The Republic of Moldova and the Russian EU exclave Kaliningrad mark both a rift between West and East and a blurring of borders and affiliations. The people of both regions are in search of identities and their historical anchoring - a search that also manifests itself in the design and experience of landscapes and spaces. Our book is about exploring the complexity of the regions - also as a reflection of a fragile Europe.
The visual research on the Republic of Moldova follows the approach of a taxonomy. In doing so, the country is broken down into its components by systematising and contrasting individual measuring stations. The overarching structure of the project is reflected in the change of viewing distance from the far to the near, from topography/space via supra/infrastructure to people and their everyday situations.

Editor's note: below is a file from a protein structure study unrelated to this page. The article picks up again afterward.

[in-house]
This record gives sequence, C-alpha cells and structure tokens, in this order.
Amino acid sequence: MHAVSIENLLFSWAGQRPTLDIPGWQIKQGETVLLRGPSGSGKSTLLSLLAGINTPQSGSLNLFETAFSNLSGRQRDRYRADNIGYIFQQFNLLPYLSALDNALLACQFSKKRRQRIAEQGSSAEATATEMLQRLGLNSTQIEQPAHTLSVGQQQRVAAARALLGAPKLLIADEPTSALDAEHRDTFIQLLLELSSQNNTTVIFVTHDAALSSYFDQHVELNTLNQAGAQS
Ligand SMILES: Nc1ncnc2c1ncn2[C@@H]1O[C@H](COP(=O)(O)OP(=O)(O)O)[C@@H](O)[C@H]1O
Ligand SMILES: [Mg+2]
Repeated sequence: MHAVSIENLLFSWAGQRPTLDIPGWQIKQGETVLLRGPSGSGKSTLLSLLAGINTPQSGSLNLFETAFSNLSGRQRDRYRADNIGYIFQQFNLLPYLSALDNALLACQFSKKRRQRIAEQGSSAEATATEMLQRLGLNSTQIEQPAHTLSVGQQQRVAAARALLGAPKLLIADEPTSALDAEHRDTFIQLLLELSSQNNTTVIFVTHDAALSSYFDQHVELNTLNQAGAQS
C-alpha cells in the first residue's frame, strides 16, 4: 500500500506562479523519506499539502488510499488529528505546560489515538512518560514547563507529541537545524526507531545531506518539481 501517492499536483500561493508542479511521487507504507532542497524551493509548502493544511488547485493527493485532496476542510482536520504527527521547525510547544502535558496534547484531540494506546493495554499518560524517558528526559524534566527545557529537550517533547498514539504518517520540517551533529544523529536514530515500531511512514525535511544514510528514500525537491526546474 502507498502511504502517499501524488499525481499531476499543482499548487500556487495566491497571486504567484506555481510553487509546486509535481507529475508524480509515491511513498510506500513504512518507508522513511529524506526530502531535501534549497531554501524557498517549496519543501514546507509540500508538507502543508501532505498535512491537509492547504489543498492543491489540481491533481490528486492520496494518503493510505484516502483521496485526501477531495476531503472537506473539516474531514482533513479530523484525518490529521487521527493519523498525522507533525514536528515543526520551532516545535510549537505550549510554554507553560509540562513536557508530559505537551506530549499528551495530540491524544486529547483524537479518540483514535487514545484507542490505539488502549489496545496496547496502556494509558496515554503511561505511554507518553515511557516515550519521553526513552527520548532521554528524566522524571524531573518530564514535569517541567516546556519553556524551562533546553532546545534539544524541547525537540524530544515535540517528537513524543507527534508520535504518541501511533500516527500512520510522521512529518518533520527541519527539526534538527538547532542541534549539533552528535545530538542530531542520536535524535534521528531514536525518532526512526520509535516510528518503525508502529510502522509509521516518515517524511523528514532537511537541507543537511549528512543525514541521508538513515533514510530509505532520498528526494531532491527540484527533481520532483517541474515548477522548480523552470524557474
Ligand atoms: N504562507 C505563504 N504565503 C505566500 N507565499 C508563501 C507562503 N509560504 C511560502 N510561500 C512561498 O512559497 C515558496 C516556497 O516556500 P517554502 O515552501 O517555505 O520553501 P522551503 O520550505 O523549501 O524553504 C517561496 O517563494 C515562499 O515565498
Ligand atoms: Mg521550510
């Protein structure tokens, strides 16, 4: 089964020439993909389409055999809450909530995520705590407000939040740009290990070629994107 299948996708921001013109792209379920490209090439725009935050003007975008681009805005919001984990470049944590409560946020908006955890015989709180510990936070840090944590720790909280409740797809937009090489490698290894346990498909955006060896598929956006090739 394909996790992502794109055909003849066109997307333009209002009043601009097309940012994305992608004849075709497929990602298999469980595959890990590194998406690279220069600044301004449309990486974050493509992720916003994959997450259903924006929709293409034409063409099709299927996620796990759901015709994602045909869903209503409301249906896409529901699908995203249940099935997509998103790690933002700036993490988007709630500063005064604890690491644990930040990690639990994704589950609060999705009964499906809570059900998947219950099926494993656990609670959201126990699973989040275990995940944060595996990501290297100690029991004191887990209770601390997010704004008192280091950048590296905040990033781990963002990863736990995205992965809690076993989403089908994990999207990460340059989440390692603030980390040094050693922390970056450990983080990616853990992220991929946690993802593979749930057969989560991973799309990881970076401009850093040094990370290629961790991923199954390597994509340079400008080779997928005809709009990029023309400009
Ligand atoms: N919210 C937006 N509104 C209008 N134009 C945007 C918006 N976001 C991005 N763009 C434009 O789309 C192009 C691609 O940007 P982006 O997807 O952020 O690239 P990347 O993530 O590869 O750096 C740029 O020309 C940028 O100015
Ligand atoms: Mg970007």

The project section on Kaliningrad reports on the city's role as a Soviet trophy and political outpost. At the same time, it tells of the city as a bridge to (Western) Europe and of the love for the ruins of Königsberg. People were shown in places where they felt at home and which fascinated them. The documentary view of these places, however, also reveals a partly futile search for home and the longing for other places.